`Preaching' playing off predictable notes

Review C+

April 14, 2006|By CHRIS KALTENBACH | CHRIS KALTENBACH,SUN MOVIE CRITIC

Good intentions are everywhere in Preaching to the Choir, a drama in which estranged brothers - one a rising hip-hop star, the other a minister at a declining Harlem church - discover that their shared history and values are a lot stronger than anything the world can throw at them.

And every once in a while, especially during the musical numbers, Preaching to the Choir displays the sort of energy a movie like this needs - a vitality that suggests good acts really can triumph over evil influences, that values really can trump any amount of bling. There's an impromptu sidewalk chorus, formed as members of a gospel choir stream out of their church, that's as joyous, enticing and thrilling as any street performance put on screen.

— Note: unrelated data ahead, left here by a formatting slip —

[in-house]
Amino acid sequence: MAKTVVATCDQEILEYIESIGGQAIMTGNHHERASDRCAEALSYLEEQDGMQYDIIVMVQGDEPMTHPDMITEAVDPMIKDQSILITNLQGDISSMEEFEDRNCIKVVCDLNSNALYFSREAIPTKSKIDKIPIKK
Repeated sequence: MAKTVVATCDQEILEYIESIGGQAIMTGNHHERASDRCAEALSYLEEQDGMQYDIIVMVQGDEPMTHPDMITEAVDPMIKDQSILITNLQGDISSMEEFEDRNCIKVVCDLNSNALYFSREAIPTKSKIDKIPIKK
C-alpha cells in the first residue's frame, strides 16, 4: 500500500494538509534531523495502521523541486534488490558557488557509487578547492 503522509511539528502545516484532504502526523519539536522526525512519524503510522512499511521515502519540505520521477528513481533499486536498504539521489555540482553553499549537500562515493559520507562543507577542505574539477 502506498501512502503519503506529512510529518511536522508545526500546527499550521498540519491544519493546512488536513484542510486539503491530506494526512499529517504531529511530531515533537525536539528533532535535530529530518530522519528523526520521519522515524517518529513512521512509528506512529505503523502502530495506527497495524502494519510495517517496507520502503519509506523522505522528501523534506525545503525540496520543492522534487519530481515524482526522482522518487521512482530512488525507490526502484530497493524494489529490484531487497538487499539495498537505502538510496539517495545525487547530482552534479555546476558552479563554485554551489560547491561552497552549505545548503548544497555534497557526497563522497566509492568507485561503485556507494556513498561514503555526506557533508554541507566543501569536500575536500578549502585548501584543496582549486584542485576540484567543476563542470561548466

Preaching to the Choir (Codeblack) Starring Darien Sills-Evans, Billoah Greene, Novella Nelson. Directed by Charles Randolph-Wright. Rated PG-13. Time 100 minutes.

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